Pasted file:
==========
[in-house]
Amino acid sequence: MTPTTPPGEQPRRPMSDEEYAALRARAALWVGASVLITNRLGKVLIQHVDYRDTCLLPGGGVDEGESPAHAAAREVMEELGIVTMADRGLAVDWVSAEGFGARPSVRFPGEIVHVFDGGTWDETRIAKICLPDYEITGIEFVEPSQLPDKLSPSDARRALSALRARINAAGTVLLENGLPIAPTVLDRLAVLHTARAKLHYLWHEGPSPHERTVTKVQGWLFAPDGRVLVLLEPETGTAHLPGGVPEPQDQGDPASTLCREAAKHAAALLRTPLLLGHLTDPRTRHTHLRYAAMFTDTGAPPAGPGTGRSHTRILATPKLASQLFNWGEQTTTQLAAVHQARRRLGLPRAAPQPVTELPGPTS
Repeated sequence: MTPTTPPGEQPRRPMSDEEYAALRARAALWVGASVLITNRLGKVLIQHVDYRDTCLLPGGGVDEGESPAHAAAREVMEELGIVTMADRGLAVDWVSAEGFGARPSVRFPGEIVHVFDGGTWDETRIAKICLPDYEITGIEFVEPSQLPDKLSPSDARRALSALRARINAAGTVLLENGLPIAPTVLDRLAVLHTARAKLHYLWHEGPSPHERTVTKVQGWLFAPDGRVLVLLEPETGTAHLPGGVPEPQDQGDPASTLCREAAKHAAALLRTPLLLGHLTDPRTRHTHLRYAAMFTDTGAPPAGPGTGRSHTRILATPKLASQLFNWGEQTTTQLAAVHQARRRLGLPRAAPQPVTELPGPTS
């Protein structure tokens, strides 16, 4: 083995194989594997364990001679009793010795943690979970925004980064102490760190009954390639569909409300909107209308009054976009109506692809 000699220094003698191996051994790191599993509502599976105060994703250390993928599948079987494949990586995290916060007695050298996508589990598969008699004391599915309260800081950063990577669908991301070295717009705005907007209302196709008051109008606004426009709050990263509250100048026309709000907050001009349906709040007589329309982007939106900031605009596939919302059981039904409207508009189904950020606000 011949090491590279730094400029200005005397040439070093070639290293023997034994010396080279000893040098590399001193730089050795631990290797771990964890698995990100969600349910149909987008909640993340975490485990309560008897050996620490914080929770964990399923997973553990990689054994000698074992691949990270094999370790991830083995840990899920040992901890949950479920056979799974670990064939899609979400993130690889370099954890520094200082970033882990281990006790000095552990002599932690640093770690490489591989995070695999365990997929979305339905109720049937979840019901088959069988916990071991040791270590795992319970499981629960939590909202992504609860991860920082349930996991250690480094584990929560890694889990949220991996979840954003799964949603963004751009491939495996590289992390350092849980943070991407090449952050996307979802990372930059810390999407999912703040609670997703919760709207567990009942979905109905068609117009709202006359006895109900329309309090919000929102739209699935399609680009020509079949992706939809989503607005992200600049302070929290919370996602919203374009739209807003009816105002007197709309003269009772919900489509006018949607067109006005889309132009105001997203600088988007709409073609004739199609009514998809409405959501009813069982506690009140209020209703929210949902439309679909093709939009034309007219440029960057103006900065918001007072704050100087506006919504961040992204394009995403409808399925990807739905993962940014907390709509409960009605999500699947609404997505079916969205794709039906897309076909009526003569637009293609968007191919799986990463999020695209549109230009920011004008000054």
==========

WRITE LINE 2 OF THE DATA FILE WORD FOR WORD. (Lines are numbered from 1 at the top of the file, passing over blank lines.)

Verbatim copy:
Amino acid sequence: MTPTTPPGEQPRRPMSDEEYAALRARAALWVGASVLITNRLGKVLIQHVDYRDTCLLPGGGVDEGESPAHAAAREVMEELGIVTMADRGLAVDWVSAEGFGARPSVRFPGEIVHVFDGGTWDETRIAKICLPDYEITGIEFVEPSQLPDKLSPSDARRALSALRARINAAGTVLLENGLPIAPTVLDRLAVLHTARAKLHYLWHEGPSPHERTVTKVQGWLFAPDGRVLVLLEPETGTAHLPGGVPEPQDQGDPASTLCREAAKHAAALLRTPLLLGHLTDPRTRHTHLRYAAMFTDTGAPPAGPGTGRSHTRILATPKLASQLFNWGEQTTTQLAAVHQARRRLGLPRAAPQPVTELPGPTS